The most recent strong El Niño was in 2015, which saw a below-average year for Atlantic hurricane activity: 11 named storms, four hurricanes, two intense hurricanes, and an accumulated cyclone energy index of 60% of average. The year featured unusually high levels of wind shear over the Caribbean, making it difficult for tropical systems to organize and strengthen in those waters. However, this high wind shear did not extend as far east as usual, allowing several tropical storms to form near the coast of Africa over waters that were near-record warm. Near record-warm to record-warm ocean temperatures were also over more northern reaches of the Atlantic and helped spur the formation of Hurricane Joaquin and Hurricane Kate. Hurricane Joaquin accounted for 46% of the season’s accumulated cyclone energy.
Arctic sea ice: third-lowest February extent on record
Arctic sea ice extent during February 2023 was the third-lowest in the 44-year satellite record, according to the National Snow and Ice Data Center. However, winter ice extent is a poor indicator of what the ice extent will be in summer and fall.
Antarctic sea ice: lowest on record
Antarctic sea ice extent in February was the lowest on record. By Feb. 14, it had broken the all-time seasonal low record set on Feb. 25, 2022, and has remained below the previous all-time low the rest of the month. Low Antarctic sea ice is concerning since the ice helps buttress land-based ice shelves that can contribute to sea level rise if not stabilized. Formation of Antarctic sea ice also helps drive an important ocean current system, the overturning thermohaline circulation, as explained in a Feb. 12 article at Inside Climate News.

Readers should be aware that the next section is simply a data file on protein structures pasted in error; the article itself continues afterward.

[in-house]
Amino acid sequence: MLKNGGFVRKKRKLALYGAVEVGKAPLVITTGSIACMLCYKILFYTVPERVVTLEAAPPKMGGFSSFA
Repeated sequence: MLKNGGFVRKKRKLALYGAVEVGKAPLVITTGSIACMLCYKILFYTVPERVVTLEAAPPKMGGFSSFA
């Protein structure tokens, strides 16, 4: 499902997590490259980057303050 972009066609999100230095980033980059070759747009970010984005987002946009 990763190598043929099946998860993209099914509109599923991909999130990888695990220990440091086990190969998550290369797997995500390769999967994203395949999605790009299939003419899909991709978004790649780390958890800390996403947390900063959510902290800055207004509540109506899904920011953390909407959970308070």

Notable global heat and cold marks for February 2023
The information below is courtesy of Maximiliano Herrera. Follow him on Twitter: @extremetemps:
– Hottest temperature in the Northern Hemisphere: 43.6°C (110.5°F) at Puente Mezcal, Mexico, Feb. 27;
– Coldest temperature in the Northern Hemisphere: -57.9°C (-72.2°F) at Oymyakon, Russia, Feb. 10;
– Hottest temperature in the Southern Hemisphere: 46.8°C (116.2°F) at Eucla and Red Rock Points, Australia, Feb. 22; and
– Coldest temperature in the Southern Hemisphere: -60.2°C (-76.4°F) at Dome Fuji, Antarctica, Feb. 27.
Major weather stations in February: seven all-time heat records, no all-time cold records
Among global stations with a record of at least 40 years, seven set, not just tied, an all-time heat record in February, and no stations set an all-time cold record:
Enderby Island (New Zealand) max. 17.2°C, Feb. 3;
Chillan (Chile) max. 41.6°C, Feb. 3;
Concepcion Airport (Chile) max. 34.4°C, Feb. 3;
El Bolson (Argentina) max. 38.5°C, Feb. 4;
Milford Sound (New Zealand) max. 29.4°C, Feb. 4;
Colonia (Uruguay) max. 40.3°C, Feb. 12; and
Port Harcourt (Nigeria) max. 38.6°C, Feb. 20.
Three all-time national/territorial cold records set or tied in 2023
As of the end of February 2023, three nations or territories had set or tied an all-time national cold record:
Myanmar: -6.0°C (21.2°F) at Hakha, Jan. 17 (tied);
China: -53.0°C (-63.4°F) at Jintao, Jan. 22; and
Cyprus: -12.8°C (8°F) at Trodos Mt. Station, Feb. 8 (tied).
17 monthly national/territorial heat records and one additional monthly cold record beaten or tied as of the end of February
Seventeen nations or territories have set monthly all-time heat records in 2023:
– Jan. (13): Czech Republic, Liechtenstein, Netherlands, Denmark, Poland, Belarus, Lithuania, Latvia, Romania, Moldova, Ukraine, Cyprus, Nigeria
– Feb. (4): Chile, Taiwan, Pakistan, Cyprus
In addition to the all-time cold records listed above, one nation or territory has set a monthly all-time cold record in 2023, for a total of four monthly cold records:
– Feb. (1): Montenegro
Hemispherical and continental temperature records in 2023
– Lowest temperature reliably recorded in January in the Southern Hemisphere: -51.2°C (-60.2°F) at Concordia, Antarctica, Jan. 31.
Bob Henson contributed to this post.